LAMB: Well, we have a special bond. We both went to the same elementary school in Pittsburgh, Pennsylvania, Linden Elementary School. So -- and strangely enough, we both ended up living on islands off Cape Cod. He`s on Martha`s Vineyard. And so -- and he`s come to the island several times to speak in support of our local library, the Athenaeum, and we got the know each other.
LAMB: Where is Cape Cod? How big is it? How many people live there?
PHILBRICK: Well, Cape Code -- I`m on Nantucket.
LAMB: I`m sorry. Nantucket.
PHILBRICK: Yes. Nantucket is about 10,000 year-round. No one`s quite sure how many people are there in the summer. It can get close to 70,000. It`s about 14 miles long, and it`s about 30 miles off Cape Cod. And it`s kind of schizophrenic living there. I mean, the summer crowds come, and then in February and March, it`s a very different story. But it`s a very tight community. It was a great place for us to raise our children. We moved there when our kids were 1 and 4. They`re now 19 and 21. And it`s a place where, obviously, the sea is never far away.
LAMB: Earlier, you talked about William Reynolds writing a private journal, and you also talk a lot about the public journals, the required journals...
LAMB: ...of all of the men. Explain that.
PHILBRICK: Yes. Well, about a couple weeks into the voyage, Wilkes issued an order that all his officers had to keep official logs of the voyage and that these logs had to be turned over to him at the end of the voyage. And needless to say, these would be self-censored documents, since everyone knew they were going to be turned over to Wilkes at the end. So they -- some of them are very detailed. Some of them are just perfunctory entries.

And -- but the result is there are a huge number of journals to draw on when working on this. There`s more than 20 of them at the National Archives in Washington. And there are other journals scattered at the repositories all over the country. There`s about half a dozen of them at the Beinecke Library at Yale. There`s Reynolds`s journal at Franklin and Marshall. And so it gave a vast number of documents to work with when researching this book.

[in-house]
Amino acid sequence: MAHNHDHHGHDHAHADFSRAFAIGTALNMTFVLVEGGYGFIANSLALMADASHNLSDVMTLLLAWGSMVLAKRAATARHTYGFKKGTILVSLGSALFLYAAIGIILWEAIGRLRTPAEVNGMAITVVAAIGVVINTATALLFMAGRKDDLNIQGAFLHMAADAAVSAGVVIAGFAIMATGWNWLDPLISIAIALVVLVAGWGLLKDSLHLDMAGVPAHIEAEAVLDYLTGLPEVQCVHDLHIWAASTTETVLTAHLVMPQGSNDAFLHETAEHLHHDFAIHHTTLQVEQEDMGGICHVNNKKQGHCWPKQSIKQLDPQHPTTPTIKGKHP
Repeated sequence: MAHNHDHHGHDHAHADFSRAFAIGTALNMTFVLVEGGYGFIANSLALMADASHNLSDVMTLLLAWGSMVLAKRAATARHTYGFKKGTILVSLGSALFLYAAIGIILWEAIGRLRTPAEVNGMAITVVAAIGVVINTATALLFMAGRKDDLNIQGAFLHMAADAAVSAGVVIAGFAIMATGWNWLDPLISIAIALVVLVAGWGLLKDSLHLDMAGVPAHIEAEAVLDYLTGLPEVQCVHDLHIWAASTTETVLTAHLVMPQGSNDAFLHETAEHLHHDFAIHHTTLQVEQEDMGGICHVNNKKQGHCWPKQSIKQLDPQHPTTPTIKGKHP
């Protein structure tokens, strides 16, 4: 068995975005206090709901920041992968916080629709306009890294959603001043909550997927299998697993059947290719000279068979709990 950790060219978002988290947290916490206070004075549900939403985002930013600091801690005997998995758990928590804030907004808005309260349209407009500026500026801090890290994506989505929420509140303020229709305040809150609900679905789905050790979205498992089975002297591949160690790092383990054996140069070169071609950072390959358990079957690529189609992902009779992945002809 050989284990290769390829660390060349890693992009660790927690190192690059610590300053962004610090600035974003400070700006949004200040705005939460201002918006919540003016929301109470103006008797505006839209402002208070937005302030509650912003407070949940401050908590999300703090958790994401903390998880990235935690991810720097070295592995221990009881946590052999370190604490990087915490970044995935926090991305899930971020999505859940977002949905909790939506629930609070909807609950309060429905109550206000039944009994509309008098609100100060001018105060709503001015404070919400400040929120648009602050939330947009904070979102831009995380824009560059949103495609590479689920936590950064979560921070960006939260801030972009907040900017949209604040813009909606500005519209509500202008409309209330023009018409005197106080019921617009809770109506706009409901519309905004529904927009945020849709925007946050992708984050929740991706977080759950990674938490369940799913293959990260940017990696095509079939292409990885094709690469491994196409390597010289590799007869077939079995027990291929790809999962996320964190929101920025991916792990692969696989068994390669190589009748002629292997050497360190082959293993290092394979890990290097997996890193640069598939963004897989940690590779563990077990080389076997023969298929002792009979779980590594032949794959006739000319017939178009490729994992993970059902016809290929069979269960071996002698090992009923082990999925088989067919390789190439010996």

LAMB: What -- you constantly talk about turning points in your book, where the men on these ships were affected by something that Wilkes had done. What are the major turning points?
PHILBRICK: Well, you know, I think the major turning point for a lot of these men occurred just off the coast of Peru, about a year into this voyage. As I said earlier, they had begun worshiping Wilkes, but Wilkes began to reveal himself hardly as the friend they all thought he was. He became what he called the martinet, someone who belittled and mocked the officers that he initially treated as his friends. And by a year into the voyage, the division line was very wide.

And Wilkes had expected to be -- get an acting appointment as captain. And when he left Peru, he -- and they were setting out into the Pacific, he thought that the chances that they would run into another U.S. naval vessel were very slim. And he appeared on a morning of August, 1839, on the quarterdeck of Vincennes wearing a captain`s uniform. His officers were astonished. And he said that, “Now that I am the self-appointed captain of the U.S. Exploring Expedition, I should be regarded as a commodore.” And he had happened to bring along the blue swallow-tailed pennant of a naval commodore, which he ordered to be taken to the masthead of the Vincennes. And then for the next three years, he would be the self-proclaimed commodore of the U.S. Exploring Expedition.